Children and teens with a family history of spine problems should receive regular checkups from their primary care providers. Although scoliosis screening isn’t required statewide, many schools conduct scheduled screenings. School nurses may screen girls in fifth and sixth grade. A positive screening doesn’t necessarily result in a scoliosis diagnosis. In such cases, however, it’s important to obtain an evaluation from an expert in childhood spine deformities.
Providers look for a variety of clues indicating that a child has scoliosis. They include:
- Asymmetry (inequality from side to side) of the spine, shoulder or shoulder blade areas
- Oblique (twisted) pelvis
- Signs of an underlying spinal defect, including café au lait spots, hairy patches, dimples and spinal masses on the skin
- Trunk rotation when the child bends forward
- Unequal distances between the arms and sides of the body when a child stands upright or bends forward
- Uneven waistline
Any infant, child or teen suspected of having scoliosis should undergo a formal evaluation by a qualified specialist, who will likely obtain spine X-rays and possibly other imaging tests, such as magnetic resonance imaging (MRI) of the spinal cord. Early detection increases the likelihood of managing scoliosis without surgery.
Care and Treatments for Scoliosis
Gillette physicians have revolutionized many treatments for spine disorders, including scoliosis. We have developed effective spinal orthoses (braces) and surgical techniques that reduce hospitalization and recovery time and lessen the need for additional surgeries as children grow.
The primary goal of any treatment is to avoid progression (worsening) of the curve by evaluating the curvature early and managing it conservatively. In many cases, surgery will be unnecessary if patients receive proper care and follow their care providers’ instructions for bracing.
Treatment of scoliosis varies depending on a patient’s age, the degree and pattern of spinal curvature, and the type of scoliosis. Treatment options include:
- Regular examinations, every four to six months, during growth for skeletally immature children who have mild to moderate curves
- Bracing for skeletally immature children who have more severe curves; braces don’t cure scoliosis, but they can prevent it from worsening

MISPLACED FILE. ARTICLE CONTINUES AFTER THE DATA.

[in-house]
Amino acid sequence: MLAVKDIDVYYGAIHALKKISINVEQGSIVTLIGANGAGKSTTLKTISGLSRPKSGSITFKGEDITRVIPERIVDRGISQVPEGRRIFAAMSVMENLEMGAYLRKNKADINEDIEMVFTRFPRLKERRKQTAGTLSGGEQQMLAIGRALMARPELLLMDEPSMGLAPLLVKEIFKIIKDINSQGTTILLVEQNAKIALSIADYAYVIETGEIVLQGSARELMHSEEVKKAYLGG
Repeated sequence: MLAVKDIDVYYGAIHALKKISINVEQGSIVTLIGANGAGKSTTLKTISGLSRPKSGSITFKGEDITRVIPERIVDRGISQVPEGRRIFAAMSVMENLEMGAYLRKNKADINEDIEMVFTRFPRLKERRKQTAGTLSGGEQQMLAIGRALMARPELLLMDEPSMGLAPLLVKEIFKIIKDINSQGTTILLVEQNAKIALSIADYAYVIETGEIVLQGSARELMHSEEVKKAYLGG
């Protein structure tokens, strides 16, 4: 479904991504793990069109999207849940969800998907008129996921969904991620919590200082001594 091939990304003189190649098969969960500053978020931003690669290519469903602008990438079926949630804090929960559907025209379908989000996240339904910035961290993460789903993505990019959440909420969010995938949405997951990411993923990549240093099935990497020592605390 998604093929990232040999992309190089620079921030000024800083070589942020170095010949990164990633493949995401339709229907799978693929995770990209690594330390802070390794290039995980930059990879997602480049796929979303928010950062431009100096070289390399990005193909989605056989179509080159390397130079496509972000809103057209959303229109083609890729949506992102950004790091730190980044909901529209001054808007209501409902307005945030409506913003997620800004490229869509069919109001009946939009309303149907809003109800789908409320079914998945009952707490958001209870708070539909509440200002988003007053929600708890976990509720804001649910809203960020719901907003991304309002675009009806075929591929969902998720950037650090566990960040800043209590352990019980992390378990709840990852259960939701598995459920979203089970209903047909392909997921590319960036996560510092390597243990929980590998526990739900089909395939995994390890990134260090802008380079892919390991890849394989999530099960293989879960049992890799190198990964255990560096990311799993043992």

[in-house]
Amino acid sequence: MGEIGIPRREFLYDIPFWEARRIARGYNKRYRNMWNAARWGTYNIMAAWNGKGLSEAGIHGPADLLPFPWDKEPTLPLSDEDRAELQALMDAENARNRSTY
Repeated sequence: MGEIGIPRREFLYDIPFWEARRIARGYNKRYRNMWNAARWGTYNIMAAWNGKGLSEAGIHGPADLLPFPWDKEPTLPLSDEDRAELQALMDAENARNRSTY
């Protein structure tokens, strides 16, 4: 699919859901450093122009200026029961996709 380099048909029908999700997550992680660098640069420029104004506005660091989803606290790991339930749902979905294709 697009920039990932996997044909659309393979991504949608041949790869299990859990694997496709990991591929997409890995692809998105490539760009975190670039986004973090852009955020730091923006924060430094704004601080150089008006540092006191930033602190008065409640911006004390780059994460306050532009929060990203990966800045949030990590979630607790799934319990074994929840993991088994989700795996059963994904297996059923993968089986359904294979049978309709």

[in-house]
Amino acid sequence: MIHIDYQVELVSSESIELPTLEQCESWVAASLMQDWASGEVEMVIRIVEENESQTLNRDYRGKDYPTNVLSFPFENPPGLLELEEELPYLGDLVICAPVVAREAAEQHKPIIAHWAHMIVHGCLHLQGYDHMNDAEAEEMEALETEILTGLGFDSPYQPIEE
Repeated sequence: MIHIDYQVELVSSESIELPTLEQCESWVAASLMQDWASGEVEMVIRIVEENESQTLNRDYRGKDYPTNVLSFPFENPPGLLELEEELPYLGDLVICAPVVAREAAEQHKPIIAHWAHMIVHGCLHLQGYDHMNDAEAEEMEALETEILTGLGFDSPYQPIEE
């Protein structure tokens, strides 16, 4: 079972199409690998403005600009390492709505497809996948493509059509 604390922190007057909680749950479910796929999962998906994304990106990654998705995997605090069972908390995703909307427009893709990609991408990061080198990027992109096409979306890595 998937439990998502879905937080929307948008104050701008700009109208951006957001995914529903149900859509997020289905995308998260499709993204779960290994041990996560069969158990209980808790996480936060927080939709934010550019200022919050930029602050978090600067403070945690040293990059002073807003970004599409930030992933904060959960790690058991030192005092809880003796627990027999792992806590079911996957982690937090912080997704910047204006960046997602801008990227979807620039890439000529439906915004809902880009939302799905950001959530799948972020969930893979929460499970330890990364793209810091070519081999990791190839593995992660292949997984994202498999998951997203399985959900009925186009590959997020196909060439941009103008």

- Spinal fusion surgery for children who have severe curves
- Vertical expandable prosthetic titanium rib (VEPTR) surgery for the rare cases in which children have severe curves that cause thoracic insufficiency syndrome (inability of the chest to support normal breathing or lung growth)
- Magnetically-controlled growing rods (MageC®) for children who have early onset scoliosis, if bracing was ineffective. The implanted expandable rods act as internal braces to control curve progression while allowing normal skeletal growth. The rods can be lengthened during outpatient visits with a noninvasive remote controller.
To date, there is no evidence that alternative forms of treatment, such as chiropractic care or physical therapy, can alter the progression of or improve scoliosis. However, many children receive physical therapy services to address related conditions, such as weak abdominal or back muscles or muscle tightness. Because the position and stability of the spine changes with growth, children often need evaluations and care by an orthopedic surgeon throughout their growing years.
For more information about the treatments we offer at Gillette, search Conditions and Care.
Our Scoliosis Services
Patients who have scoliosis range from otherwise healthy children with minor curvatures to children with complex underlying conditions. At Gillette, we provide a full range of services and highly trained experts to manage spine conditions ranging from mild to severe.
Specialties and services most often involved in scoliosis care include:
- Pulmonology and respiratory care
- Rehabilitation therapies
- Seating and mobility equipment (for children, teens and adults who have neuromuscular scoliosis associated with conditions that limit their ability to walk)
For more information about the comprehensive services we provide at Gillette, search Conditions and Care.